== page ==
How To Retrieve A Shrimp Jig (When Fishing Docks)


No matter how enticing a shrimp jig looks…

Or how good a spot is…

If you don’t retrieve your lure the right way, you’re going to miss out on fish.

Yes, this means if you and your fishing buddy are on the same boat using the same lure, they can outfish you by simply twitching their lure a different way.

So in this video, you’re going to learn the best way to retrieve a shrimp jig when fishing docks.

(P.S. The tips you’ll learn here helped me outfish Joe 10 to 1 on a trip last month.)

How To Retrieve A Shrimp Jig [VIDEO]

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The best way to retrieve the shrimp jigs under docks is to bounce them off the bottom by twitching your rod tip.

Some days the fish like quick, aggressive pops, while other days they like softer and slower pops with a long pause.

You’ll have to do some testing to figure out what they’re looking for that day, but here’s a hint: in colder weather, they’ll typically prefer a slower retrieve, whereas, in warmer weather, they’ll typically prefer a faster one.

And here are some more tips to catch fish with shrimp jigs:

  1. Retrieve the lure all the way back to the boat because sometimes fish will follow it and strike at the last second.
  2. Set the hook when you feel the thump.
  3. Be mindful of feeling the bottom. If the lure isn’t hitting the bottom, it’s not in the strike zone.
  4. If you get a bite, but the fish gets off, keep retrieving your lure like normal because they’ll often hit a second time.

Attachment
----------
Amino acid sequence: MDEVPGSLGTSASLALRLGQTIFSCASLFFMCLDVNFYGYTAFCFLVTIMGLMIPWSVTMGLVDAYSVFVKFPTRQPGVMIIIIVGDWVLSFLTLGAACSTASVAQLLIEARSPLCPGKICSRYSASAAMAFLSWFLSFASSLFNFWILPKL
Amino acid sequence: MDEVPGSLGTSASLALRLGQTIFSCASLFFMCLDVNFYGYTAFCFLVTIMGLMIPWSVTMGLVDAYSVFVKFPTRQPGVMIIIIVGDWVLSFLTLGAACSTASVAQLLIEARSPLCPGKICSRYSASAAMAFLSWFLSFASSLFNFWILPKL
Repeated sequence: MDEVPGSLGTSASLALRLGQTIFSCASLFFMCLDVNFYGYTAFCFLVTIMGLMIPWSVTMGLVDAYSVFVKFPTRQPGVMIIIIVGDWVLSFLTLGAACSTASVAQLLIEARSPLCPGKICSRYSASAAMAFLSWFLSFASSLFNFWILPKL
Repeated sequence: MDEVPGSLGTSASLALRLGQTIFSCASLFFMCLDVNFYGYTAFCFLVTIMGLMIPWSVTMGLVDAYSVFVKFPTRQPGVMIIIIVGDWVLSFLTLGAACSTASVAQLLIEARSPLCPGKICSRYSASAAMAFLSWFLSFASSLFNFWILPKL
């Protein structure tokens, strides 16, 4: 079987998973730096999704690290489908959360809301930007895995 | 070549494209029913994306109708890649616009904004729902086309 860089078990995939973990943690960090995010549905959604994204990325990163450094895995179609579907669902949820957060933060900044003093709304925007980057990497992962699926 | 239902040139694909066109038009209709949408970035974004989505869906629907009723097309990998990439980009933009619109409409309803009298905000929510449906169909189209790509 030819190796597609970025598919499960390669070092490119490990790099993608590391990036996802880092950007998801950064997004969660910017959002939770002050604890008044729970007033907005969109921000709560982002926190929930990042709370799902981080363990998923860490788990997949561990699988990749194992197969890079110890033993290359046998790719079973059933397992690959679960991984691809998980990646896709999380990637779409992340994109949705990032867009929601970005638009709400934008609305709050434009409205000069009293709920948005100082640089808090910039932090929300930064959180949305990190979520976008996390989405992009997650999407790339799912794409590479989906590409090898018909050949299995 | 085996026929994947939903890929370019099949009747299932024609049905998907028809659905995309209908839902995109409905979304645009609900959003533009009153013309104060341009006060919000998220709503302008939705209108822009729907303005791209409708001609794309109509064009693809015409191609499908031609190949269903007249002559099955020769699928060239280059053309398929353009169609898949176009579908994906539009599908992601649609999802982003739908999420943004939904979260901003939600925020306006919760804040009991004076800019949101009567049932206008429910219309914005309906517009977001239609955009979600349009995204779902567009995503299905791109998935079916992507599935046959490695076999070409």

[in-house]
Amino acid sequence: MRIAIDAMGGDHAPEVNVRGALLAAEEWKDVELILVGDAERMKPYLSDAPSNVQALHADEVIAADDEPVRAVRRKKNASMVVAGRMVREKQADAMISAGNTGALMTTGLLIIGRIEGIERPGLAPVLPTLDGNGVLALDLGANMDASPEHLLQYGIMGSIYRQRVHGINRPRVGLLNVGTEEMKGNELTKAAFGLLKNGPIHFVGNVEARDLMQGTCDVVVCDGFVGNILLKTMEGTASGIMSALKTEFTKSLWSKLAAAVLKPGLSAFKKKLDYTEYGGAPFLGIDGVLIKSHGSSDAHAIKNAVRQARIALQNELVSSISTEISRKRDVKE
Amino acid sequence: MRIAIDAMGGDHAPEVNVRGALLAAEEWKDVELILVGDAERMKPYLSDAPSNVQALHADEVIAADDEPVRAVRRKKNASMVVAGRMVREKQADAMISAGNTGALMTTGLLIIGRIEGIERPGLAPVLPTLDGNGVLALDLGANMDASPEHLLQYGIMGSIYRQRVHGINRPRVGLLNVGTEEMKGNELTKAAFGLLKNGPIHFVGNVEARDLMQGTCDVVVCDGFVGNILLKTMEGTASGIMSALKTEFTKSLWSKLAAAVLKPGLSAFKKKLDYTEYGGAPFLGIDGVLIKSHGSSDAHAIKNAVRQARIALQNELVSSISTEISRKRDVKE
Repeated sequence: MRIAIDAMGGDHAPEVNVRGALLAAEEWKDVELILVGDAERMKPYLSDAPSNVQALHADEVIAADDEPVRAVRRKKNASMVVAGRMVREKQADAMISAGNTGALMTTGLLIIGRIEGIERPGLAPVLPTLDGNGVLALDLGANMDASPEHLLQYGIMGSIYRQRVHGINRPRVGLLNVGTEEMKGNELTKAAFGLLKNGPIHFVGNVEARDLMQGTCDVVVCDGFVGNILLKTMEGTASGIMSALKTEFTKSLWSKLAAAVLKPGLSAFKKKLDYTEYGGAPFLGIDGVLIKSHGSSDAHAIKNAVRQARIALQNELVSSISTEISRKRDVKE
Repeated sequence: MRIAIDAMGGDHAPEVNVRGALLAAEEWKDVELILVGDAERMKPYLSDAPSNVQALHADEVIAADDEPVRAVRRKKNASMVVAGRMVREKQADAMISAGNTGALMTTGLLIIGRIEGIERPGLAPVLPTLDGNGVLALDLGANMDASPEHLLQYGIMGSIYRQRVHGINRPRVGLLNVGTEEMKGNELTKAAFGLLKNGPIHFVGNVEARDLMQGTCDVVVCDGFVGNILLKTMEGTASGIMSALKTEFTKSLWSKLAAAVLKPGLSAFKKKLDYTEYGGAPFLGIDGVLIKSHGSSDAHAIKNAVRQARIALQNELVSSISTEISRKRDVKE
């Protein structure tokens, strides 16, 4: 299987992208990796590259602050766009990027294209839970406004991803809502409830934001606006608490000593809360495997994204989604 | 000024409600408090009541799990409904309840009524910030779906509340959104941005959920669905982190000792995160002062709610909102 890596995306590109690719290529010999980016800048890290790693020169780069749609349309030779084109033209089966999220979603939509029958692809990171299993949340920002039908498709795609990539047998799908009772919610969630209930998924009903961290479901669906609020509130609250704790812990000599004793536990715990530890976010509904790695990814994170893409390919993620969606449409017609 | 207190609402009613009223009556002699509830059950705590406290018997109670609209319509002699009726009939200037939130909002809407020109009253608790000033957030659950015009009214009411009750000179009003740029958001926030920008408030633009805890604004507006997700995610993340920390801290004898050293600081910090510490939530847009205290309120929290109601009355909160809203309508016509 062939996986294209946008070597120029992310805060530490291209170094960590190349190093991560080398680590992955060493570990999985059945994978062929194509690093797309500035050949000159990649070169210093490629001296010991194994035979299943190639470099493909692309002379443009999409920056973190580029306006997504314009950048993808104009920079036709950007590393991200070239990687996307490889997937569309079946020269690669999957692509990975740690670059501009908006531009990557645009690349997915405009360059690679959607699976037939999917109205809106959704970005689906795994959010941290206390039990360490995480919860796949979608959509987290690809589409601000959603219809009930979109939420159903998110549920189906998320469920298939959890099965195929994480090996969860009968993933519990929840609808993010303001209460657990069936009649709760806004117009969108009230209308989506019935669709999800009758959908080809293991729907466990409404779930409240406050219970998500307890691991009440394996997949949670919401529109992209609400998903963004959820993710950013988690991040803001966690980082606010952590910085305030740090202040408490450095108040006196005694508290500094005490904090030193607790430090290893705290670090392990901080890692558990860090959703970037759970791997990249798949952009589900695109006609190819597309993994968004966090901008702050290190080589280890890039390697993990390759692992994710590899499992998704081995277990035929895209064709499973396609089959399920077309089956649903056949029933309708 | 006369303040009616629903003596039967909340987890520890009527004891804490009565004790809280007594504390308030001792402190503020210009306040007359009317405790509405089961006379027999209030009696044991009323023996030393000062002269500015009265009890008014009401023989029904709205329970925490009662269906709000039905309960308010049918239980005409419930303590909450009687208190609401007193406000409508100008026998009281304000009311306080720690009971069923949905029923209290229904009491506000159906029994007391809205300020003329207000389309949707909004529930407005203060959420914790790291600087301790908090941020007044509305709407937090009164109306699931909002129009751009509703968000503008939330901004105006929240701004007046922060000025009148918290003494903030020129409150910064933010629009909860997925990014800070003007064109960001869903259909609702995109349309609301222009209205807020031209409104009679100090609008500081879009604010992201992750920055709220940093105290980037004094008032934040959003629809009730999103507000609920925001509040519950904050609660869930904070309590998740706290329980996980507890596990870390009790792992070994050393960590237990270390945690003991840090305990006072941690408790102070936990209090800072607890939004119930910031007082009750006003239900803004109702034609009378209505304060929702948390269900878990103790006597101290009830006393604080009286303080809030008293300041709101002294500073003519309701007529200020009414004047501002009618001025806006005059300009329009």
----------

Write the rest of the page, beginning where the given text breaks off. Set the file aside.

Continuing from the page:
Here’s some fun footage of one of my first trips out testing the Power Prawn where I caught way more fish than I expected to:

Surprising Power Prawn Test Run [VIDEO]

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Here’s a list of the equipment used during this lesson:


Bouncing shrimp jigs under docks is one of the best ways to catch fish.

But if you really want to maximize your strikes, you need to retrieve them correctly.

To do this, bounce it off the bottom by twitching your rod tip.

Change the speed at which you’re bouncing it to match whether the fish are lethargic or aggressive, and hold on because this lure catches big fish.

You can order the Power Prawn from our shop here (Insiders only):

Have any questions about retrieving shrimp jigs?

Let me know down in the comments!

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Jelani Thornton
6 months ago

Great lesson! Thanks. @SS, could you possibly do a lesson or spot dissection on how to fish a marina, for example the People’s St. T Head Marina in downtown Corpus Christi, TX. I am land based so I’m always looking for new areas. Thank you.

Edward Wagner
8 months ago

Just got some power prawns… just need the fish bite to start

A Rollins
2 years ago

It has been several years since I hear the word prong, and I still can’t get used to the idea of an imitation shrimp or crayfish being called a prong. Does anyone else have the same problem in America?

2 years ago
Reply to  A Rollins

It’s actually called “Prawn”!